How to Frost a Cake

How to Frost a Cake

A beautifully decorated cake with smooth cream and intricate toppings always makes us stop. If you've never frosted a cake before, the process can seem intimidating. But the sweet results are worth the effort, which is why we're walking beginners through the cake frosting process. Next, we'll explain which tools you'll need, how long to let the cake cool before decorating, and the best way to apply frosting and decorations.

Basic Tools

Before you start whipping the cream, there are some basic tools that make frosting on cakes easier. Our must-haves include a small spatula for frosting cupcakes or smoothing hard-to-reach areas and a large spatula for icing larger surface areas. Another handy tool for creating super smooth icing layers is a bench scraper, which prevents streaking.

No matter what type of cake you're trying to frost, baking experts will tout the benefits of using a rotating cake turntable. The turntable allows you to quickly rotate the cake clockwise or counterclockwise instead of trying to go around the other side of the cake for frosting. However, you can always place the cake directly on a decorative cake stand or tray.

Cake Cooling

Once fully baked, it is very important to let it cool before frosting or filling the cake. This is important because it prevents the buttercream or frosting from melting when applied to a hot cake. According to Betsy Thorleifson, the owner and chef of Nine Cakes, ”The cake layers should be entirely cooled for several hours before filling and frosting—if not refrigerated until the next day if time allows. The layers are much easier to work with if properly cooled,”

Crumb Coating

Think of the crumb coating as a primer - it's a thin layer of frosting that helps seal the outer layers of the cake and prevents any crumbs from mixing into the beautiful decorative cream or mousse layer. It also ensures a clean finish. To coat the crumbs, just spread a thin layer of frosting over the entire top and sides of the cake and let it cool.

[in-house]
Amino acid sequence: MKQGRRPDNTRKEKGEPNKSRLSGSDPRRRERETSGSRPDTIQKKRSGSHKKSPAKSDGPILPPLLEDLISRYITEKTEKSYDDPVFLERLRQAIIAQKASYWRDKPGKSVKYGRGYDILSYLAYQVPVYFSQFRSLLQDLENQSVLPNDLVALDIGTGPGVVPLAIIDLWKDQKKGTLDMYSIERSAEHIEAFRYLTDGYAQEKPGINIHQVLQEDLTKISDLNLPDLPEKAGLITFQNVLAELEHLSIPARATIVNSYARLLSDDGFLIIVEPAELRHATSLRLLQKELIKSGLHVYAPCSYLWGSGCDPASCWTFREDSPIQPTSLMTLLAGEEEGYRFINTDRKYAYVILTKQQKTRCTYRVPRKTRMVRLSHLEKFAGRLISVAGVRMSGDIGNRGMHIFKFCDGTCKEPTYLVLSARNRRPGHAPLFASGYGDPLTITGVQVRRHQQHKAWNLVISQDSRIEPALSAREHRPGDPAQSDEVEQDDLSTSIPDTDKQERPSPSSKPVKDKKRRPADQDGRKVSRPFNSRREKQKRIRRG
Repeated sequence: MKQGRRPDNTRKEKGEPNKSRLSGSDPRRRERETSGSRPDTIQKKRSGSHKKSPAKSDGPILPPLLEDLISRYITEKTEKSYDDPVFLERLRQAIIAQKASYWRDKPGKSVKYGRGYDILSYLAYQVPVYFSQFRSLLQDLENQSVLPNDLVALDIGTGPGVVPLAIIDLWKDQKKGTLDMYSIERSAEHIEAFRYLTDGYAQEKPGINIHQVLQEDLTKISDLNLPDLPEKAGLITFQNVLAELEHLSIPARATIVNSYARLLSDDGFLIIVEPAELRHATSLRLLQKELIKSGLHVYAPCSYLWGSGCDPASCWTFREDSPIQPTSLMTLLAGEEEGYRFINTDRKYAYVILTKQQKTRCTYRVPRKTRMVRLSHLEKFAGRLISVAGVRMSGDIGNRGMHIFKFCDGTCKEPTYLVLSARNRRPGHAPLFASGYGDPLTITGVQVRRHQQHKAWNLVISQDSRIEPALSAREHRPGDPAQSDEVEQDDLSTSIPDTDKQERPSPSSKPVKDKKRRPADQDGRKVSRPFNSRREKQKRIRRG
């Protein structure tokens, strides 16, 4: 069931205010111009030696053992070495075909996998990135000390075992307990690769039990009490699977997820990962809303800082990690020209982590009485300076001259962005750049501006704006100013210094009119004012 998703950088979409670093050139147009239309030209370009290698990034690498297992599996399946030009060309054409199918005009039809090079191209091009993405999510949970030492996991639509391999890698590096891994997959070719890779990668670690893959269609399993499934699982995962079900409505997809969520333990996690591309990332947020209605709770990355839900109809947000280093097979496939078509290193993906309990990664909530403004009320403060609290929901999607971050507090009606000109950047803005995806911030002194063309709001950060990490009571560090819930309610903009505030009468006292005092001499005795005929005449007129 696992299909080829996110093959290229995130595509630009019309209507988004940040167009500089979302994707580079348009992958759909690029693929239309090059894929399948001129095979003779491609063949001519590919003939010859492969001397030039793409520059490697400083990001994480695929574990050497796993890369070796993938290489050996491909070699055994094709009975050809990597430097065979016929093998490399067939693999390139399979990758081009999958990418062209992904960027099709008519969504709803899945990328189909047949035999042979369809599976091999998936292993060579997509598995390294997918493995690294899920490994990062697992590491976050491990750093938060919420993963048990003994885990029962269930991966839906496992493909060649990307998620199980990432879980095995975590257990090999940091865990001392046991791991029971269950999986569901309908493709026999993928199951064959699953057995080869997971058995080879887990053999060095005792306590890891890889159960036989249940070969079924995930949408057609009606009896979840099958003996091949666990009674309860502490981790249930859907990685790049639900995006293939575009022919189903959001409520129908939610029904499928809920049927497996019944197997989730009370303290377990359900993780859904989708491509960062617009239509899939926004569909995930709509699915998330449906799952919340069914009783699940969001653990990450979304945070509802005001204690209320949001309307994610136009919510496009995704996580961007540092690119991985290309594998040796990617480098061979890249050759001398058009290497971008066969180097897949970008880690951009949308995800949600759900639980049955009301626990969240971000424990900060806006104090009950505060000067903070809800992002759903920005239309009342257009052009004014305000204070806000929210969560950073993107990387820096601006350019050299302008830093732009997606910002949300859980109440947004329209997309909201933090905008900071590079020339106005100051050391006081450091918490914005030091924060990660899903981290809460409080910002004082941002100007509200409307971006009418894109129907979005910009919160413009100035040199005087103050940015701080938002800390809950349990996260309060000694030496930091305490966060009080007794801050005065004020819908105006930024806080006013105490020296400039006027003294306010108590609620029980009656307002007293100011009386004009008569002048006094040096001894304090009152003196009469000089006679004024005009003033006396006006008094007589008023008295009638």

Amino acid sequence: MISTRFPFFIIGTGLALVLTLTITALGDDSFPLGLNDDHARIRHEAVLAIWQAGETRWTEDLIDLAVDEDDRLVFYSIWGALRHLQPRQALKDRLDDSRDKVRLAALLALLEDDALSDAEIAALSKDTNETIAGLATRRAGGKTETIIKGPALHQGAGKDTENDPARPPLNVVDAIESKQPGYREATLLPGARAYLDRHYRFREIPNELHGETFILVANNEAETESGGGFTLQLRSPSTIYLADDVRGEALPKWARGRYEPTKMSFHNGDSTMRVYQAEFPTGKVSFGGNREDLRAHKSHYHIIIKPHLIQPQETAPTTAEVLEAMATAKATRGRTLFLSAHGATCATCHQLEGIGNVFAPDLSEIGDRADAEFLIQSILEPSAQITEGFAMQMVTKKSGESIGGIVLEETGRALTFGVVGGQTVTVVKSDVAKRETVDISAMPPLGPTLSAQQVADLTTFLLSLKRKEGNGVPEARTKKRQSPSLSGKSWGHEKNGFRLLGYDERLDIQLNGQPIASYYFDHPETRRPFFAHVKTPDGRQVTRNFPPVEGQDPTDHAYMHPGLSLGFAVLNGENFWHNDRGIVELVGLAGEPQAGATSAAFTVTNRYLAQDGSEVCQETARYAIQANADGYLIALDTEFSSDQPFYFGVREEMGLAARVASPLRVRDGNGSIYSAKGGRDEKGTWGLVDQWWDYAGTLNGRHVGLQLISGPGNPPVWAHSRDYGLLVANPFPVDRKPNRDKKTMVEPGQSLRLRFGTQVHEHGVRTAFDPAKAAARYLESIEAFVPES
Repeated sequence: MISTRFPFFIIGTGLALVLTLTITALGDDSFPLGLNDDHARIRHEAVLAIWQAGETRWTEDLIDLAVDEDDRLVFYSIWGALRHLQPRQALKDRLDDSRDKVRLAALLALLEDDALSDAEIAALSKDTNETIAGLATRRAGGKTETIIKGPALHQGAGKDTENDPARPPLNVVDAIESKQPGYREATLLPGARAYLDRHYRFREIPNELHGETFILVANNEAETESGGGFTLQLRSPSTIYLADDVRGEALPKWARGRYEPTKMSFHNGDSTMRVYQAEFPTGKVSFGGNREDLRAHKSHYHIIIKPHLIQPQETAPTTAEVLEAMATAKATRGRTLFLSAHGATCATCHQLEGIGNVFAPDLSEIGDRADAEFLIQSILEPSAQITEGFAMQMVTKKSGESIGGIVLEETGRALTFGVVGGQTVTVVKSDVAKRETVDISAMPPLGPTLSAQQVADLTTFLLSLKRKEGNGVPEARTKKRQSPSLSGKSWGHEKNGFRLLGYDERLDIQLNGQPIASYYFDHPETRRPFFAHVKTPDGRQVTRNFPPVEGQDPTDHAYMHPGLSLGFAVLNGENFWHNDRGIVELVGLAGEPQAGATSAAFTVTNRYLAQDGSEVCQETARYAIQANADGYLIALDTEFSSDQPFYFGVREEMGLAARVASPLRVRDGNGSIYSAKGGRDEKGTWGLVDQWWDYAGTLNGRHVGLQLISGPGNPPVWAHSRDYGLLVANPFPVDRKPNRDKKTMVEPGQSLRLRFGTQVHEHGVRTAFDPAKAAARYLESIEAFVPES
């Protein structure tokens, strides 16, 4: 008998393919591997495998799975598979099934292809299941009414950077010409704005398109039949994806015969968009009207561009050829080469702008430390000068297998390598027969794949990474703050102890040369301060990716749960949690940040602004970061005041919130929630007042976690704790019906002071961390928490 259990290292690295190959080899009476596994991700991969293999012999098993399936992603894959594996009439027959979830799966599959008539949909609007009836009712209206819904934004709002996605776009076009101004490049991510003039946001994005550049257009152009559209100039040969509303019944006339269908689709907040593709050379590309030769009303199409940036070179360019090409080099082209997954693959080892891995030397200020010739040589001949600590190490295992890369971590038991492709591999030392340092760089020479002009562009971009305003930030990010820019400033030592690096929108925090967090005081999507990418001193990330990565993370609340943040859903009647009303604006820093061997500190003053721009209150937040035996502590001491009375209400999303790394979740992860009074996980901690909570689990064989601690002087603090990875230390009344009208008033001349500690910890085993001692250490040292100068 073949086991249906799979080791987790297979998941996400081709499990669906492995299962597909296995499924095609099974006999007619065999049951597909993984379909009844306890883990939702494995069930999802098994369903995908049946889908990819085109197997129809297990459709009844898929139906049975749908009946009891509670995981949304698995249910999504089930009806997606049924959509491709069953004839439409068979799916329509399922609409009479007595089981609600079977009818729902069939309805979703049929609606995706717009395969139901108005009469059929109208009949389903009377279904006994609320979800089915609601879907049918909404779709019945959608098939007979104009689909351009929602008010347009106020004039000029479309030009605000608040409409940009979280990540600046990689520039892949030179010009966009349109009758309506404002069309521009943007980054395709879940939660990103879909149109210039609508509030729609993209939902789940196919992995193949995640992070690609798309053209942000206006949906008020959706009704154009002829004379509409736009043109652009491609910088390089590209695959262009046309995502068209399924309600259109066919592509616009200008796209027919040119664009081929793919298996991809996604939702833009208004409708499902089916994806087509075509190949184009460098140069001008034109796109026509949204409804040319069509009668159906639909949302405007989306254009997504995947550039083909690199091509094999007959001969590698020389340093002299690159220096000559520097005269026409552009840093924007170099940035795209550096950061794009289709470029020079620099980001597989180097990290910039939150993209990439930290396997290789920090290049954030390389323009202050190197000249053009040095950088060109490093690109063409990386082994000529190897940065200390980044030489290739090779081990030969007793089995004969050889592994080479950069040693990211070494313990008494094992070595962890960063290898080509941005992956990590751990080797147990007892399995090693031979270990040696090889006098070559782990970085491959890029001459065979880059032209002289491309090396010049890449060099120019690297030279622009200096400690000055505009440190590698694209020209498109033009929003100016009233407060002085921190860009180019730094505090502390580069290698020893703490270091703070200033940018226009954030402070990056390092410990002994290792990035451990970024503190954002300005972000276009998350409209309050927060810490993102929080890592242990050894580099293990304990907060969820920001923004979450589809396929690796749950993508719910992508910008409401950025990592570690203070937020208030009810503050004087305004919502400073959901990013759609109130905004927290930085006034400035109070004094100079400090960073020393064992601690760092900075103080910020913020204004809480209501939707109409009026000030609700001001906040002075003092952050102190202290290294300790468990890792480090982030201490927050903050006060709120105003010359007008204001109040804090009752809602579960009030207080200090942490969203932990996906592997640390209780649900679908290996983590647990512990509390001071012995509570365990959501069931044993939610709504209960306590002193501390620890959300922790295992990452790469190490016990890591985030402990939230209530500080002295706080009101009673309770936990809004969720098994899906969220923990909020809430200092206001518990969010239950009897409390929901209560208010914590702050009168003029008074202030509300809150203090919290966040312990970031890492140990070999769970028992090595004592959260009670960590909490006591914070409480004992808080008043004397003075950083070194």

Cake Decorating

When frosting a cake, should you frost directly on the decorated cake stand? Actually it depends on the size and decoration of the cake. If it's a larger cake, it's easiest to freeze the cake and let the cake cool. Once cooled, it's easier to transfer to a cake stand or plate for decoration. However, smaller cakes can be more easily transferred to a cake stand without cooling. Either way, do not adding any decorations, such as edible flowers, gold foil, or sprinkles, until the cake is transferred to the serving counter. Feel free to add strips of parchment paper around and under the cake to protect the cake stand. Before serving, wipe down any bits of the cake stand with a damp, clean towel.

Just like with the crumb coating, you should use a spatula and a bench scraper to spread the buttercream on the top and sides of the cake for a polished finish. Add decorations immediately after the cake is frosted; the cream should still be soft to the touch and act as the glue that holds the decorations in place. You can also use piping bags with snug tips for more intricate designs, such as basket weaving, scallops, or flowers on a cake.

If you have more questions about cake frosting, please feel free to leave a comment in below or email us directly at

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